As an Evangelical, “church” was one more thing that meant very little to me, because here again was something we had reinvented to support our independence. To an Evangelical, church is not the intersection of heaven and earth, the place where a foretaste of the kingdom of heaven is experienced that men might wrestle with the rule and authority of Christ, hopefully to submit. No, church is portrayed as “the great, invisible body of all true believers, regardless of denomination,” a most unbiblical definition, to say the least. We had stripped “church” of all authority and tradition, because these posed a threat to our own authority and traditions. Like the bible, like heaven, and perhaps even like God Himself, we had reinvented church to support our experiences and preferences.

It may seem that I have painted a fairly bleak picture of my Evangelical past, but in truth I am speaking of humanity itself. Mankind is fallen and broken and spiritually darkened and rebellious. For this reason no one accepts the reign of Christ easily. It is the same for Orthodox Christians as everyone else. This is why Jesus graciously established His Church upon the earth. The Church is man’s first encounter with the kingdom of heaven, the place where we can wrestle with God’s claim of absolute authority over us and learn to put to death our rebellious traits. Besides introducing me to Christ, which was a very good thing, the other benefit I derived from my Evangelical years was the lesson that we simply can’t be trusted to make our own rules. When we are in charge of deciding what is truth, we inevitably reduce it to fit what we want.

This is a lesson we must not forget as Orthodox Christian believers. The Holy Tradition of faith and life we have inherited in the Church is not ours to lay aside as we please. It is not up to us to make the rules, if we want to prepare ourselves for the kingdom of heaven. We do like to have our own way and do tend to feel that Orthodoxy is awfully demanding. I think we should see that the very thing we are struggling with is our acceptance of the reign of Christ in our lives. This is normal for a fallen and broken people, but Christ must win this struggle if His Church is to be of any eternal value to us. Now is the time for us to bring ourselves under the reign of Jesus Christ, lest we discover too late that we want nothing to do with it.

Our gracious Lord told us what to do and why we should do it when He said, “Repent, for the kingdom of heaven is at hand!” The Church is revealed as the beginning of the kingdom of heaven on earth, mankind’s introduction to the reign of Christ, given that we might find peace with God and eternal life when His kingdom comes in fullness at Christ’s second appearing. What a great gift His Church is to our fallen race! Let us not excuse ourselves from the struggle or make things too easy on ourselves in a time that is meant for us to submit to our King, Jesus Christ.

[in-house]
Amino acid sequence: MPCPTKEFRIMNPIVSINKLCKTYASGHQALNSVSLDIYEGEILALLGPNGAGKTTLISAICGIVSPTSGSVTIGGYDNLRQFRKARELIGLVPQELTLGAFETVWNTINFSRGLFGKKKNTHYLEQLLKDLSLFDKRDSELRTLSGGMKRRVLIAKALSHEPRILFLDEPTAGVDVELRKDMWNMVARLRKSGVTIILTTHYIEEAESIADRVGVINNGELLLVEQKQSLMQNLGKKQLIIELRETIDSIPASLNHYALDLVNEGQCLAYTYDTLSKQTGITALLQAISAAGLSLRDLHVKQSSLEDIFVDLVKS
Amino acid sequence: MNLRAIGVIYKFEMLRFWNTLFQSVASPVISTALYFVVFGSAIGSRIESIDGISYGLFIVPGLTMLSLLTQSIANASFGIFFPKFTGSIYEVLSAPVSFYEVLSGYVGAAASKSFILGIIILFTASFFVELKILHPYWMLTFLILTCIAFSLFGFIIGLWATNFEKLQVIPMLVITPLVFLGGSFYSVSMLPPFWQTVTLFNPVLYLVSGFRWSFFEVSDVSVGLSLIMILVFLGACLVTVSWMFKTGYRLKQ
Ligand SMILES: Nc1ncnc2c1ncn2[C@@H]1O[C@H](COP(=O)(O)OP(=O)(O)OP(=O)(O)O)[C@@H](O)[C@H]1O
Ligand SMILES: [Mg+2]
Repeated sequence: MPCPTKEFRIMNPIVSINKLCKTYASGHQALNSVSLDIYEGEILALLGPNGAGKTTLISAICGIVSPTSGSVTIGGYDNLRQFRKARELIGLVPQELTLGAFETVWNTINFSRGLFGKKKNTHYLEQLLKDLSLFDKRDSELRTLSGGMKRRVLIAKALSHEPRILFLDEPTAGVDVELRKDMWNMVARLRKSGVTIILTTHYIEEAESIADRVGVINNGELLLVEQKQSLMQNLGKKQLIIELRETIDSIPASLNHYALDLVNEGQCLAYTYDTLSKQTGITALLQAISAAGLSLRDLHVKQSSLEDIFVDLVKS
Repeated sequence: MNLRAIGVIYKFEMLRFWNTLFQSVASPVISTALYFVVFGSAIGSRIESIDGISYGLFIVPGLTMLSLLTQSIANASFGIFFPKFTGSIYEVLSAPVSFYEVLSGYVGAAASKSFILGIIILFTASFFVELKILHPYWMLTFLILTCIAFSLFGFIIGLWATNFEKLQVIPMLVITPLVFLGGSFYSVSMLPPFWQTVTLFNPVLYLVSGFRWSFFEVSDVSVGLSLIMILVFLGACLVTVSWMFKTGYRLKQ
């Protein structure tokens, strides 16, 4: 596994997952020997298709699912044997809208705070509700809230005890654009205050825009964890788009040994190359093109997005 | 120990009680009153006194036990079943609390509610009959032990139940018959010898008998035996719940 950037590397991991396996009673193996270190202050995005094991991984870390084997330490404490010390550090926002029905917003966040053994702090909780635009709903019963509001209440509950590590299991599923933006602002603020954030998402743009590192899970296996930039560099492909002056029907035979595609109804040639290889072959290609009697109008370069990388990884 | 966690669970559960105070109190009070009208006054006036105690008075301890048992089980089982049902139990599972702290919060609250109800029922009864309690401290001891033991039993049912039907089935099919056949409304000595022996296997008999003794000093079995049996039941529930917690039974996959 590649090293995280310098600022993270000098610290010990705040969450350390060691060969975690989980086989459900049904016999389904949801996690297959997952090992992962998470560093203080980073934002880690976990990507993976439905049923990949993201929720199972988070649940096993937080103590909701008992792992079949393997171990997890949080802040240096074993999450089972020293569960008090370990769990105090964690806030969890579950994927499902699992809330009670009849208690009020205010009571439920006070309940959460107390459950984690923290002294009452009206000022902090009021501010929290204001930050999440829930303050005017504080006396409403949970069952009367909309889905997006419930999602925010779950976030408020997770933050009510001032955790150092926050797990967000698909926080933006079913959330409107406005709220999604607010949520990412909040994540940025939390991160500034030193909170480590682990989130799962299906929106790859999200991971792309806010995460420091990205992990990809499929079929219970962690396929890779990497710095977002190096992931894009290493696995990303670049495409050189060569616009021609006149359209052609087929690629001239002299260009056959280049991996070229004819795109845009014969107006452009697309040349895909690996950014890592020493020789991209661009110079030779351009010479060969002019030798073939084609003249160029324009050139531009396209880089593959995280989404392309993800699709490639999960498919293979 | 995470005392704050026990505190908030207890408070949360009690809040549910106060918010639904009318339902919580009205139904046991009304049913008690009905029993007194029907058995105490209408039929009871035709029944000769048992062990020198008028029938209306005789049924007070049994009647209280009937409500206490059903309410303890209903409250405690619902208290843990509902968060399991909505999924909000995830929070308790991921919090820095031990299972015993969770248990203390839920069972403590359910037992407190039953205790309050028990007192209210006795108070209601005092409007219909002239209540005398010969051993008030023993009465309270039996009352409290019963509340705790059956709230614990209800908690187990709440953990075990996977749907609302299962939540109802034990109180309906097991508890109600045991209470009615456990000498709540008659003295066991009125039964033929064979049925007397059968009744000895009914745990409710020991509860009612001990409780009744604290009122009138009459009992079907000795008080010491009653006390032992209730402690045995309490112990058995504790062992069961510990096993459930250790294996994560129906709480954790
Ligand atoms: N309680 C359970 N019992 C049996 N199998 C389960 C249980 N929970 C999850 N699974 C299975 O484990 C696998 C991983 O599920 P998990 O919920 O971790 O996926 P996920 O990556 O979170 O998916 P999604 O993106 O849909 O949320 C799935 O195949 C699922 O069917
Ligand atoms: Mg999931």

+To the glory of God the Father, Son, and Holy Spirit. Amen.

Monday, January 03, 2011


+In the Name of the Father, and of the Son, and of the Holy Spirit, One God. Amen.

In the year 1949, British author George Orwell imagined a totalitarian regime in the near future of 1984 which controlled the populace largely through the manipulation of words. In Orwell’s novel, the government had successfully imposed a heavily-altered version of the English language called “Newspeak” in which the original meanings of any words which might prove troubling to the goals of the regime were stripped and replaced with new definitions that encouraged conformity with those goals. Orwell wisely grasped that any political power that can somehow control what words mean will gain complete control over the thoughts and actions of those who use them.

In our culture, we needn’t look long to find words that have been redefined to bring power to the groups behind the changes. One victim of this trend is the word “discrimination”. Younger people, trained to regard discrimination negatively, may not realize that it was once considered a very good thing to be a discriminating person. It implied that one had cultivated a higher level of wisdom and discernment, as well as the ability to distinguish between the good and the bad in life. In more recent times the word has been altered for use as an accusation of bigotry, racism, or homophobia against any who oppose certain political agendas. The word has been stripped of its original meaning and redefined to become a nasty label used to coerce and intimidate all so-called enemies of “Progress”.

What is interesting about this is that by losing the traditional meaning of the word discrimination, our society seems close to losing the actual practice of it as well. We are becoming a people who no longer prize true wisdom and godly discernment, and we increasingly struggle to distinguish between good and bad or even basic right and wrong in life. (Is it wrong for men to marry other men? No, we mustn’t ask that. We mustn’t discriminate!) By losing an important word from our vocabulary, is it possible we’ve nearly lost the very essence of what that word describes in the human experience?